Visiting the Missions. Eash mission is unique in its own right. Some are more interesting and spectacular than others but they were all really founded with the central and collective purpose. Interestingly, if you travel up the old El Camino Real, you will find they were not necessarily founded in order from north to south, an easy assumption. The first one founded in 1769, in today’s San Diego, was followed by the mission in Carmel, San Carlos Borromeo (Second, c. 1770), in 1770, about 300 miles to the north. In the coming years more missions were founded in Alta California until there were twenty-one by 1823. The last of the missions founded is the farthest north, Mission San Francisco de Solano (21st, c. 1823) in present day Sonoma. The misison in Solano is part of Sonoma State Historic Park and one of two that no longer serves an active congregation. Another interesting fact about this last mission is that it was established by independent Mexico, not Spain, as a bulwark against Russian colonization. Another was planned to be built in Santa Rosa, but it did not materialize. There were also sub-missions that were established, or missions known as asistencia to the main mission. For instance today’s Mission San Antonio de Pala Asistencia (c. 1816) served as the asistencia, twenty miles to the east of it’s parent mission San Luis Rey de Francia (18th, c. 1798), one of the largest in the Alta California missions located in Oceanside, California. The Pala Mission, across the street from the mega casino, is the only California mission on an Indian Reservation and serves an active parish. Please be mindful that most of the missions are active churches and a respectful behavior and attire is appreciated. Most fo the missioons can be accessed from U.S 1 and U.S 101, especially north of L.A. See the maps below for exact locations and addresses to each mission. The misisons that area still active congregations have entrance fees and entrance ways that are often accessed throug the gift shops. Prices vary between missions. If you want to see only the church, it is possible to avoid paying if you check the mass schedule and attend the mass or arrive before or after the mass. Be respectful and avoid taking pictures while the mass is in session. For the curious and surprised one of the most famous personalities interred on the grounds of the missions is Bob Hope, who is buried in the cemetery of Mission San Fernando behind the chapel.
South to North (The Missions in Brief). 1. Mission San Diego de Alcala. Located in San Diego and the first of the twenty one missions founded in 1769. The original was located on Presidio Hill in what is now Old Town but nothing of that building remains. The current mission was relocated 8 miles inland and estbliahed in 1773. The current building dates from about 1803.
2. Mission San Luis Rey de Francia (Oceanside, CA). Dating to 1798, this mission was the eighteenth to be founded and is also the largest. It was also the most successful at converting Native Americans. The oldest part of the church remaining, the abode walls, dates from 1811.
3. Mission San Juan Capistrano (San Juan Capistrano, CA). Orange County's only mission, this is possible the most famous of the twenty one and well known for its timely migration of sparrows. The ruins fo the original stone basilica provides the visitor with some sense of magnitude which rivals that of great churches in Europe. Known as the 'jewel of the California Missions', San Juan Capistrano was the seventh mission to be founded in 1775. The Serra Chapel is said to be the oldest building in California and the only extant building where Father Serra said Mass.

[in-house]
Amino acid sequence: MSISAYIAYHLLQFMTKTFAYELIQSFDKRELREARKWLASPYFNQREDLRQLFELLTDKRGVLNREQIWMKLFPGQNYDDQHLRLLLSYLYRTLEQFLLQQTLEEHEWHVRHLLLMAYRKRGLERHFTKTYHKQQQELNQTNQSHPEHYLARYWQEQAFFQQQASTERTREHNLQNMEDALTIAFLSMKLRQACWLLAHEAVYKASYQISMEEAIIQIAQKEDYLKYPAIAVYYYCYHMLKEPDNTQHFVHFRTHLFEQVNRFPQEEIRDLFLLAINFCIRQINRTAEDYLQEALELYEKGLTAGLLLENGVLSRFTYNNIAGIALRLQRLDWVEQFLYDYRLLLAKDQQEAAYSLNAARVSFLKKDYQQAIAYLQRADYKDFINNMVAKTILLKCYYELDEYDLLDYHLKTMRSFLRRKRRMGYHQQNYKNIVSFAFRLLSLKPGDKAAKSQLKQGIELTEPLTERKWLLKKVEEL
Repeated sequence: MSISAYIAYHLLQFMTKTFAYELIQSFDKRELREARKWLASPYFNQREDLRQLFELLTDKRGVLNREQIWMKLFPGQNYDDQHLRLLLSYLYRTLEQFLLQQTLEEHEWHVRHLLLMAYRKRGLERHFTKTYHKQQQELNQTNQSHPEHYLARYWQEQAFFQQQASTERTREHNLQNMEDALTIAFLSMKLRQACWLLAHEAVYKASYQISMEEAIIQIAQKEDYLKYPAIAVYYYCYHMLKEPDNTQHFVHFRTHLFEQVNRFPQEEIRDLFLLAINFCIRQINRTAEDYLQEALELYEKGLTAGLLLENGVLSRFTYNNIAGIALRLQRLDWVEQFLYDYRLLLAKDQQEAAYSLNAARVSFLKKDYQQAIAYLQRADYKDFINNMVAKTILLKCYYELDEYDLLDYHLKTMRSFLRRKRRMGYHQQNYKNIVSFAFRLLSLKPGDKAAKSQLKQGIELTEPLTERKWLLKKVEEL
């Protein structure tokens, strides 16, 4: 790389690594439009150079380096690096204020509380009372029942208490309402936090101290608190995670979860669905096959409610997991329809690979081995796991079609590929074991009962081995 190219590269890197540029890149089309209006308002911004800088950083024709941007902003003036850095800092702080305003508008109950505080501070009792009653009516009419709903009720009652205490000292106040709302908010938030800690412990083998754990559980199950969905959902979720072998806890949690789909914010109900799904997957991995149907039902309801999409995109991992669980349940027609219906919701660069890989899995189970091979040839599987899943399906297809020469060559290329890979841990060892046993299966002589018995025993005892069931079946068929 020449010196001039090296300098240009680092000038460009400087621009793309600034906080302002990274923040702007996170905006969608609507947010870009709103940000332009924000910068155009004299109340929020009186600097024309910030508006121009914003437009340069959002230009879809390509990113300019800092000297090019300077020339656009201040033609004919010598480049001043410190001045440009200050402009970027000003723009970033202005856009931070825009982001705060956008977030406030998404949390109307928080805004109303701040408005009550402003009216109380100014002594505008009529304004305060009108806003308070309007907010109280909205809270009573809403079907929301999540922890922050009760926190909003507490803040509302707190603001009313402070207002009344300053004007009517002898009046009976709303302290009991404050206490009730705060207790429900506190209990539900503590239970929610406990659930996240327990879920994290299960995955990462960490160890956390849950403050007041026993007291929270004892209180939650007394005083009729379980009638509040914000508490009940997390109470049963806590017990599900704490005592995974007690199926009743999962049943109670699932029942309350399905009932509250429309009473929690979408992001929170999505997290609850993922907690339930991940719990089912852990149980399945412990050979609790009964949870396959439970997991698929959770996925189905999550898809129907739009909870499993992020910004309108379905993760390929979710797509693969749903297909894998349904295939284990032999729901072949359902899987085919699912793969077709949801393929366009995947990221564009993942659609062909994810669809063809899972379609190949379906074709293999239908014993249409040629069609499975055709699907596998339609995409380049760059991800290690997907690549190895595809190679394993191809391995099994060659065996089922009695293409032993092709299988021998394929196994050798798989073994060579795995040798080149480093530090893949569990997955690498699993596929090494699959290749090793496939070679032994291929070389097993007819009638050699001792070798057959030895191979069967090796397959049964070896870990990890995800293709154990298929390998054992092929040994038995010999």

4. Mission San Gabriel Arcangel (San Gabriel, CA). The fourth in order of estblishment, founded in 1771, Mission San Gabriel is three miles south of Pasadena. The current church dates to 1805 although significant damage was done through neglect and the 1987 Whittier Narrows Earthquake.
5. Mission San Fernando Rey de Espana (Los Angeles, CA). Wedged between I-5 and I-405 and located in the Mission Hills of the San Fernando Valley this was the 17th mission in order of foundation established in 1797. The highlight is the convent with four foot thick walls and twenty-one Romanesque arches and built in 1822.
6. Mission San Buenaventura (Ventura, CA). Founded in 1782, the ninth in order, and the last to be founded by Father Serra. The first church burned down in 1793 and after 16 years the second, and current church, was completed by neophyte Chumash Indian labor.
7. Mission Santa Barbara (San Barbara, CA). The 'Queen of the California Missions' was established in 1786 as the tenth mission. The structure seen today, a stone church, dates from 1820. The mission is currently a Franciscan friary as well as a parish church. Admission is $5/adult as of August 2011.
8. Mission San Ines (Solvang, CA). Founded in 1804 as the nineteenth mission, it is known as the "Hidden Gem of the Missions", and the original structure was destroyed by an 1812 earthquake. The current building, except the bell tower, dates to 1817. The belltower dates to 1948 after the orignal collapsed in 1911.
9. Mission La Purisima Concepcion (Lompoc, CA). The eleventh mission founded in 1787, it is one of only two that is not currently an active church. Despite that it is the complete example of a Spanish Catholic mission complex. Restored by the C.C.C. and dedicated in 1941 as the La Purisima Mission State Historic Site, it is governed by the State of California. Located off Purisima Road near Vandenberg Village, there are hiking trails around the state park and the setting is beautiful.
10. Mission San Luis Obispo de Tolosa (San Luis Obispo, CA). Founded as the fifth mission in 1772, marking the halfway point between Santa Barbara and Monterey the mission was renovated between 1794 and 1819 with a complete quadrangle.
11. Mission San Miguel Arcangel (San Miguel, CA). Founded in 1797 as the sixteenth of twenty-one the active parish church was recently reopned after repairs from a 2003 earthquake. The church building, 144 feet in length and 40 feet high, dates to 1818 and the cemetery holds the remains of 2,249 Native Americans. Before the recent repairs from earthquake damage, Mission San Miguel was considered one of the most authentic - little had changed from 1818.